pōmifer Autumnus frūgēs effūderit, et mox
   brūma recurrit iners.
damna tamen celerēs reparant caelestia lūnae:
   nōn ubi dēcidimus
quō pater Aenēas, quō dīves Tūllus et Ancus,
   pulvis et umbra sumus.
quis scit an adiciant hodiernae crastina sūmmae
   tempora dī superī?
cuncta manūs avidās fugient hērēdis, amīcō
   quae dederīs animō.
cum semel occiderīs et dē tē splendida Mīnōs
   fēcerit arbitria,
nōn, Torquāte, genus, nōn tē fācundia, nōn tē
   restituet pietās;
infernīs neque enim teněbrīs Dīāna pudīcum
   līberat Hippolytum,
nec Lēthaea valet Thēseus abrumpere cārō
   vincula Pīrǐthoō.

:: Latin books by James Rumford ::

For all 102 odes purchase Carpe Diem, Horace De-Poetizedfor $11.50 at 

For a Latin translation of The Adventures of Tom Sawyer at $12, click here: 

To find out more about Carpe Diem go to the blog of March 26, 2015; 
for more about Pericla Thomae Sawyer, go to the blog of November 22, 2016.

Monday, November 2, 2009

Inspiration and Art Bacchum in Remotis II:19

In this ode, Horace is speaking to us, the posteri, the generations who have come after him. He asks us to believe what he saw among the rocky cliffs, how Bacchus and the nymphs and satyrs sang and drank and carried on. At first he is frightened, then he is filled with joy; and it is this joy that brings him to write this ode about Bacchus.

I know very little about Bacchus; so this poem has been difficult for me. I have had to find out who the Thyades are (women who celebrated in the orgies of Dyonisos: Bacchus), remember what a thyrsus is (a staff of giant fennel covered with ivy), and learn such trivia about and related to Bacchus as:

Ariadne was his wife. She was turned into a goddess (beatae). Bacchus honored her with a crown, which he placed among the stars and is today the constellation Corona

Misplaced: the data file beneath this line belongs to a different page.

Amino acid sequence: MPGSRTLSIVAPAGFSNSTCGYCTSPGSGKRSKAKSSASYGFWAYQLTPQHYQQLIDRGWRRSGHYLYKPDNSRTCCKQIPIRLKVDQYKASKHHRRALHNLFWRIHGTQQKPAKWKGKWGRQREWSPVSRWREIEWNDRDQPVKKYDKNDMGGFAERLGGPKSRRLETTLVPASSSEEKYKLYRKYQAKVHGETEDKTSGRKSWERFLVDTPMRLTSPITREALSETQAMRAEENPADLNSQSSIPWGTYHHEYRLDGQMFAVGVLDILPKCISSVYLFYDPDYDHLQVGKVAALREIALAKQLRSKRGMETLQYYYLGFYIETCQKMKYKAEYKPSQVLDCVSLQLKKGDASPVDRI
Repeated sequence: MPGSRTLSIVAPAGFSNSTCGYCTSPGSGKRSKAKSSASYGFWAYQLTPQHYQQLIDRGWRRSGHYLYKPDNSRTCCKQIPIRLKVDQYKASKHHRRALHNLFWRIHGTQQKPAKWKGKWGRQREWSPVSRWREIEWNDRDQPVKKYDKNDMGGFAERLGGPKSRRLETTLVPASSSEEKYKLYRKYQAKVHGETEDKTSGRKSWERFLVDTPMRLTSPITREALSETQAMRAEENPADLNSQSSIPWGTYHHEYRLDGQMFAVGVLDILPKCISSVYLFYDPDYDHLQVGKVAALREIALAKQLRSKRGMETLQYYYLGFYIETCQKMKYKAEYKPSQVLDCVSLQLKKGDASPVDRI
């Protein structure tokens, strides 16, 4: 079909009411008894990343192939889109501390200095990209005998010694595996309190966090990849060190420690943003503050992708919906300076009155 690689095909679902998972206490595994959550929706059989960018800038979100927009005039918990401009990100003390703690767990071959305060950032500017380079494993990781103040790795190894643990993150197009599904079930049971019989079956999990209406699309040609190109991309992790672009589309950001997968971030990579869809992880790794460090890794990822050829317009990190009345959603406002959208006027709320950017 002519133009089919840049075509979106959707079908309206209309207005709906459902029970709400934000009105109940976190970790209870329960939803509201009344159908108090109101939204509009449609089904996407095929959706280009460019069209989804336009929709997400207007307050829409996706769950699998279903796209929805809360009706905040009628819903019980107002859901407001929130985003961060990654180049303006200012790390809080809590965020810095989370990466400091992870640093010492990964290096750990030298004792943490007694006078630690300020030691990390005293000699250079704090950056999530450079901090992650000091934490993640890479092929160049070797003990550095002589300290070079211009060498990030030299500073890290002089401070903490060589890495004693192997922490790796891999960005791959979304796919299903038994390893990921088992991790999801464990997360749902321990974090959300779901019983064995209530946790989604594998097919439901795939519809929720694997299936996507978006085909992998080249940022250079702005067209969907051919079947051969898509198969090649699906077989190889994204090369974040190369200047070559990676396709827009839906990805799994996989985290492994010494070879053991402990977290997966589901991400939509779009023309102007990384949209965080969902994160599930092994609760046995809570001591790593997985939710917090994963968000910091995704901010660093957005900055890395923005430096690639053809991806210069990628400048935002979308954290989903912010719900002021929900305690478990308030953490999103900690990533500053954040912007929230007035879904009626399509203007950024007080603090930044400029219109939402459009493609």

Pentheus was a king of Thebes who banned the worship of Bacchus. Bacchus, in revenge, lured Pentheus out to spy on his mother and daughters who were taking part in Bacchic rites. I wonder: is this like Horace spying on Bacchus? Perhaps this is the cause of Horace's terror, for in the story of Pentheus, Bacchus convinces the women that Pentheus is a wild animal. They drag him into the open and tear him apart! Later they destroy his house. Sparagmos (tearing) and omophagia (raw eating) were ritualistic methods of sacrificing to Bacchus.

Lycurgus was king of the Edoni in Thrace. He, too, banned the worship of Bacchus, but Bacchus turned him insane and his exitium from this life was not pretty.  In some accounts his own people had him ripped apart by horses. In other accounts, panthers (symbols of Bacchus) devoured him.

Apparently Bacchus was able to change the course of rivers and calm even the wild ocean. This he did in the Punjab with the River Hydaspes (modern Jehlum) and with the Indian Ocean.

The Bistones were a Thracian tribe who worshiped Bacchus and could put ribbon-like snakes in their hair.

The Giants tried to attack the Bacchus' parent (that is, Jupiter), but Bacchus turned himself into a lion and repulsed their leader? Rhoetus. According to Clement Lawrence Smith, this story of Bacchus appears no where else in Graeco-Roman literature.